Professor Kocher’s project will investigate why immunotherapy - a treatment which harnesses the patient’s immune system to kill cancer cells - doesn't work with pancreatic cancer.
In a project co-funded with Worldwide Cancer Research, Dr Cameron aims to prevent normal cells in the pancreas from supporting pancreatic cancer growth and resistance to cancer treatments.
This new project will investigate the exact role of the molecule avb8 which sits on the cell surface of many types of pancreatic cancer.
Professor Friend and Mr Srikanth Reddy will conduct a pilot study to treat 20 pancreatic cancer patients who are not eligible for surgery with high intensity focused ultrasound.
Dr Wells will investigate the interaction between two proteins called PAK4 and p85 which she believes helps pancreatic cancer to spread.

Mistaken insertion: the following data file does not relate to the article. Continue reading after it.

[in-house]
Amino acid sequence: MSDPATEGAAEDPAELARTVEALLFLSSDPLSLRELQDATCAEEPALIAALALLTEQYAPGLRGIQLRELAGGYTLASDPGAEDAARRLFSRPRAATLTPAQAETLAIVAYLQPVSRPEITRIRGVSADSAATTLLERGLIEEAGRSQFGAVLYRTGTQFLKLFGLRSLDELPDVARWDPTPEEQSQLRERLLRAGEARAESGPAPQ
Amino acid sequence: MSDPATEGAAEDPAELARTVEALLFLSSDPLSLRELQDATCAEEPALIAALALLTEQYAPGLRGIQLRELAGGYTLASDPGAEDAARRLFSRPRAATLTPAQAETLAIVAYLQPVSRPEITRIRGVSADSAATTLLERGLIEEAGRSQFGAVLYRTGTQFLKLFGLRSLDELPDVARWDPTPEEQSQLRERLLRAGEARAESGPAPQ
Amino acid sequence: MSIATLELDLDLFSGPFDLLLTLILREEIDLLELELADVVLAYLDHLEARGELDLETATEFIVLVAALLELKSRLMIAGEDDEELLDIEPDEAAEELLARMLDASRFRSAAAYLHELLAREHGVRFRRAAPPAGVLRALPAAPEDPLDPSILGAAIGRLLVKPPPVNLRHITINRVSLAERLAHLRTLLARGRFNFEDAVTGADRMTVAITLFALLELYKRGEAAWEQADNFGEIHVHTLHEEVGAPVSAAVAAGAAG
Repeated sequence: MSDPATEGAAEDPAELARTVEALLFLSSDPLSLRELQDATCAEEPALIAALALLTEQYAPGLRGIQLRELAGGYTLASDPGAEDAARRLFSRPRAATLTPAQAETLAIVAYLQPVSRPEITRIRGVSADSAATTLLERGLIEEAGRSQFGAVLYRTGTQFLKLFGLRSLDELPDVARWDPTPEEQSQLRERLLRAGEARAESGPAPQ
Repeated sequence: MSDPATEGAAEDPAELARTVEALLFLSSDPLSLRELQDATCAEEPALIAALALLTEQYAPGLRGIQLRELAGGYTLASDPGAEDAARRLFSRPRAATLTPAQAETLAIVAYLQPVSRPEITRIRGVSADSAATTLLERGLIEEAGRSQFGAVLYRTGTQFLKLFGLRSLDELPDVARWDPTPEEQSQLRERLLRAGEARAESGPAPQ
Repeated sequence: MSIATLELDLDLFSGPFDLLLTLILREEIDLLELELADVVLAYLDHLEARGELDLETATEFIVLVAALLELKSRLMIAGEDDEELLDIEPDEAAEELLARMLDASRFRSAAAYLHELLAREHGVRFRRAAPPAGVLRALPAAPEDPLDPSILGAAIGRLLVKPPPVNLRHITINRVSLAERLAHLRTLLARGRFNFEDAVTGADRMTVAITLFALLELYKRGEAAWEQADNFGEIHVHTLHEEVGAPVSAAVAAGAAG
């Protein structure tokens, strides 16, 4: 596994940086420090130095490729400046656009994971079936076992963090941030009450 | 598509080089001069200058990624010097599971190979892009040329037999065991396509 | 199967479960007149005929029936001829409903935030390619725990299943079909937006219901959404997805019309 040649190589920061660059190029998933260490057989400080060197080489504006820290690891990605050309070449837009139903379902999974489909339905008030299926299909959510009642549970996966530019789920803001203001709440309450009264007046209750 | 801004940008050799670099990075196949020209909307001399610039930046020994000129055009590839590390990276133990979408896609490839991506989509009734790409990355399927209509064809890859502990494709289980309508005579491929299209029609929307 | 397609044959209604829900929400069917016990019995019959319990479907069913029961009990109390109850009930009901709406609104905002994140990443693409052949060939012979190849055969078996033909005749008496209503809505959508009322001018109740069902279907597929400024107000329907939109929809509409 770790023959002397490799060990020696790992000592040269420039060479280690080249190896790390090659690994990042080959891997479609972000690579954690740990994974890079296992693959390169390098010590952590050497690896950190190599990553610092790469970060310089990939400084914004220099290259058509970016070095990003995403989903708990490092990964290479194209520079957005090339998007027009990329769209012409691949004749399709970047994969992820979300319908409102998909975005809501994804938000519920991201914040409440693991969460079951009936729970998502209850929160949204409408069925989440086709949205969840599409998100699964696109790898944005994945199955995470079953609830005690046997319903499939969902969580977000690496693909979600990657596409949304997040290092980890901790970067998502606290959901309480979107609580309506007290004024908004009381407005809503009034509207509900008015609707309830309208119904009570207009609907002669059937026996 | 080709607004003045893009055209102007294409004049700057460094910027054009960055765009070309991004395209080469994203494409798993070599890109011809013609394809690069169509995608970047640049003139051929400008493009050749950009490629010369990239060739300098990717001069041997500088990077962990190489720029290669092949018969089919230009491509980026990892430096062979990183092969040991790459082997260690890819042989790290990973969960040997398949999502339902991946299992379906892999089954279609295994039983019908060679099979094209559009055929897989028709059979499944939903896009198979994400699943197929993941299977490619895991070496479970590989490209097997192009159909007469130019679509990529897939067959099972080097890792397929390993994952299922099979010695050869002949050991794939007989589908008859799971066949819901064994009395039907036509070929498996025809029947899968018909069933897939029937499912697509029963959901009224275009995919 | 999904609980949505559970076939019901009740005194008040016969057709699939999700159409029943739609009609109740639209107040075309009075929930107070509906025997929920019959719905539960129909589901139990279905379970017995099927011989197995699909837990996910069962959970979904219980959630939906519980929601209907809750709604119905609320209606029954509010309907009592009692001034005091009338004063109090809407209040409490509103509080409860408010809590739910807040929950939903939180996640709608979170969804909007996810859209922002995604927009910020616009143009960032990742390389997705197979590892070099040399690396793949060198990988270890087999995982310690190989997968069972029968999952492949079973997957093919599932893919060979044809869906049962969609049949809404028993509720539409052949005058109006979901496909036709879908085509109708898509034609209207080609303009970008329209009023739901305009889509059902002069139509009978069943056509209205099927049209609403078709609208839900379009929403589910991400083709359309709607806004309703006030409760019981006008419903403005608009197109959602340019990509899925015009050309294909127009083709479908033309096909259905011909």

Dr Cornelissen’s project aims to detect pancreatic tumours earlier and evaluate treatments faster using imaging equipment routinely used in hospitals.
This project will design immune cells that can specifically attack cells displaying different markers, with the aim of developing personalised treatments for pancreatic cancer.
Dr. McNamara will examine blood and tissue samples donated by patients with later stage disease to look for genetic mutations similar to those found in breast and ovarian cancer, for which there are known treatments.
Dr McClelland is investigating whether limiting certain chromosomal defects in pancreatic cancer cells will improve the effectiveness of treatments.
Professor Marshall is testing a peptide drug against different types of pancreatic cancer, prior to taking it into a clinical trial.